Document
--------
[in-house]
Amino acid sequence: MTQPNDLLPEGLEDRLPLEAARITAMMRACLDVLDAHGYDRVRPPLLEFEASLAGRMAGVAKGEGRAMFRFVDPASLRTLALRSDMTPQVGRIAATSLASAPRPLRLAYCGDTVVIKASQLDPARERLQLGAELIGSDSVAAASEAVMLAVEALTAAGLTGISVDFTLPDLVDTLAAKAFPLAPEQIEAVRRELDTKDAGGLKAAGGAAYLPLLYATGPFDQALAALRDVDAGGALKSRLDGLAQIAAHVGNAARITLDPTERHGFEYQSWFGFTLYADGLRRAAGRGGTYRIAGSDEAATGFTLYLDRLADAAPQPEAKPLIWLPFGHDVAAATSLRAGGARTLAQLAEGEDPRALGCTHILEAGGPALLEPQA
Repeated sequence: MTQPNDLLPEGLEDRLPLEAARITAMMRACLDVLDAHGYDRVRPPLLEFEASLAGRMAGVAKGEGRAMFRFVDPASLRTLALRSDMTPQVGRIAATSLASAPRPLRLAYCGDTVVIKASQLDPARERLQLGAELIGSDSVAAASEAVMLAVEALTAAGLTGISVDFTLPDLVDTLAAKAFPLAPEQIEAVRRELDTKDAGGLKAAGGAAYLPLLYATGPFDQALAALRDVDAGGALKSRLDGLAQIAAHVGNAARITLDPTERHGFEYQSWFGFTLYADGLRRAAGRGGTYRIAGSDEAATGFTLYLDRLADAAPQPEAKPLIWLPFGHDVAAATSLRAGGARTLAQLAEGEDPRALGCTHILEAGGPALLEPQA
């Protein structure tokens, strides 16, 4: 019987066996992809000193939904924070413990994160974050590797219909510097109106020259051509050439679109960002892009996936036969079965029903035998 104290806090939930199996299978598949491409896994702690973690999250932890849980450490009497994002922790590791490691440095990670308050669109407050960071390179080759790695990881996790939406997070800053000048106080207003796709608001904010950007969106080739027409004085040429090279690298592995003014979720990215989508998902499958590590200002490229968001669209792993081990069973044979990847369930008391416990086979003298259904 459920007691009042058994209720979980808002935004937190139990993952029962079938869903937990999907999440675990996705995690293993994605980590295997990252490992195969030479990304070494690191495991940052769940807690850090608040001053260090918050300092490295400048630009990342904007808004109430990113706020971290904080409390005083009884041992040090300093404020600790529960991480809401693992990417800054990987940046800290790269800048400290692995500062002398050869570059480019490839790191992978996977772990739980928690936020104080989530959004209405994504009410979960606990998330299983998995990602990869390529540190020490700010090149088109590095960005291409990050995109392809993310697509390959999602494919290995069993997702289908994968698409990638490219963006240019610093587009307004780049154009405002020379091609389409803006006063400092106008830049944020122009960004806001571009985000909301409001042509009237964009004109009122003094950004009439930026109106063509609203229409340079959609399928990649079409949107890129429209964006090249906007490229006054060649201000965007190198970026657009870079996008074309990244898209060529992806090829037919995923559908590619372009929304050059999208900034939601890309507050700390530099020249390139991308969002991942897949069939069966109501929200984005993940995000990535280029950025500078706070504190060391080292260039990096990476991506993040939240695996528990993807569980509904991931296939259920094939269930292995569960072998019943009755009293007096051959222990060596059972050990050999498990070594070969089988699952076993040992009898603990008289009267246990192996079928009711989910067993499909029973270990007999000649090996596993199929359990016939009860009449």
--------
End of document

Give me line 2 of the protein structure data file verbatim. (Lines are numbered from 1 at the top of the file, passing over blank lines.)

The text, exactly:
Amino acid sequence: MTQPNDLLPEGLEDRLPLEAARITAMMRACLDVLDAHGYDRVRPPLLEFEASLAGRMAGVAKGEGRAMFRFVDPASLRTLALRSDMTPQVGRIAATSLASAPRPLRLAYCGDTVVIKASQLDPARERLQLGAELIGSDSVAAASEAVMLAVEALTAAGLTGISVDFTLPDLVDTLAAKAFPLAPEQIEAVRRELDTKDAGGLKAAGGAAYLPLLYATGPFDQALAALRDVDAGGALKSRLDGLAQIAAHVGNAARITLDPTERHGFEYQSWFGFTLYADGLRRAAGRGGTYRIAGSDEAATGFTLYLDRLADAAPQPEAKPLIWLPFGHDVAAATSLRAGGARTLAQLAEGEDPRALGCTHILEAGGPALLEPQA